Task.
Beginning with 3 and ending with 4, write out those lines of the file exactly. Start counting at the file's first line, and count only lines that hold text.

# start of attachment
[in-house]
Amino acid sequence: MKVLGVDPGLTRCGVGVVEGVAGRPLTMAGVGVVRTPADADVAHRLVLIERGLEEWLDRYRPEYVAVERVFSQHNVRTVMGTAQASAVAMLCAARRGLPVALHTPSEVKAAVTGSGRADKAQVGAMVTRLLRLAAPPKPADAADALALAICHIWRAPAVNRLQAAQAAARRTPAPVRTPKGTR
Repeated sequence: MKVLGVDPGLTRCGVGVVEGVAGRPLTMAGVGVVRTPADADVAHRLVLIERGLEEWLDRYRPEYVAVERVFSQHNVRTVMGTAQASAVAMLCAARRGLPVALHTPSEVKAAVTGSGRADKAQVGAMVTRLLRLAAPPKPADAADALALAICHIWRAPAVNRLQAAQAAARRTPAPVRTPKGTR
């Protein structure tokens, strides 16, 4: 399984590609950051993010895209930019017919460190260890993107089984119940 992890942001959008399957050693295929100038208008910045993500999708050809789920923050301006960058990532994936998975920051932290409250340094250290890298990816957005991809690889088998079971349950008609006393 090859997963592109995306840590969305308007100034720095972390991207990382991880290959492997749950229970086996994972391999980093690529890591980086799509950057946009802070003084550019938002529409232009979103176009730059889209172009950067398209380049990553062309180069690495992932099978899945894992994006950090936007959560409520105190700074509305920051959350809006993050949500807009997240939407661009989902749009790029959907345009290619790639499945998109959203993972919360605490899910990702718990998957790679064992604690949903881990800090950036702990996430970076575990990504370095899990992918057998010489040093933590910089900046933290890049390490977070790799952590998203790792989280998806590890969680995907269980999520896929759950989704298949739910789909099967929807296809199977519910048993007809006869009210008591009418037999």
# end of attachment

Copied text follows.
Repeated sequence: MKVLGVDPGLTRCGVGVVEGVAGRPLTMAGVGVVRTPADADVAHRLVLIERGLEEWLDRYRPEYVAVERVFSQHNVRTVMGTAQASAVAMLCAARRGLPVALHTPSEVKAAVTGSGRADKAQVGAMVTRLLRLAAPPKPADAADALALAICHIWRAPAVNRLQAAQAAARRTPAPVRTPKGTR
């Protein structure tokens, strides 16, 4: 399984590609950051993010895209930019017919460190260890993107089984119940 992890942001959008399957050693295929100038208008910045993500999708050809789920923050301006960058990532994936998975920051932290409250340094250290890298990816957005991809690889088998079971349950008609006393 090859997963592109995306840590969305308007100034720095972390991207990382991880290959492997749950229970086996994972391999980093690529890591980086799509950057946009802070003084550019938002529409232009979103176009730059889209172009950067398209380049990553062309180069690495992932099978899945894992994006950090936007959560409520105190700074509305920051959350809006993050949500807009997240939407661009989902749009790029959907345009290619790639499945998109959203993972919360605490899910990702718990998957790679064992604690949903881990800090950036702990996430970076575990990504370095899990992918057998010489040093933590910089900046933290890049390490977070790799952590998203790792989280998806590890969680995907269980999520896929759950989704298949739910789909099967929807296809199977519910048993007809006869009210008591009418037999």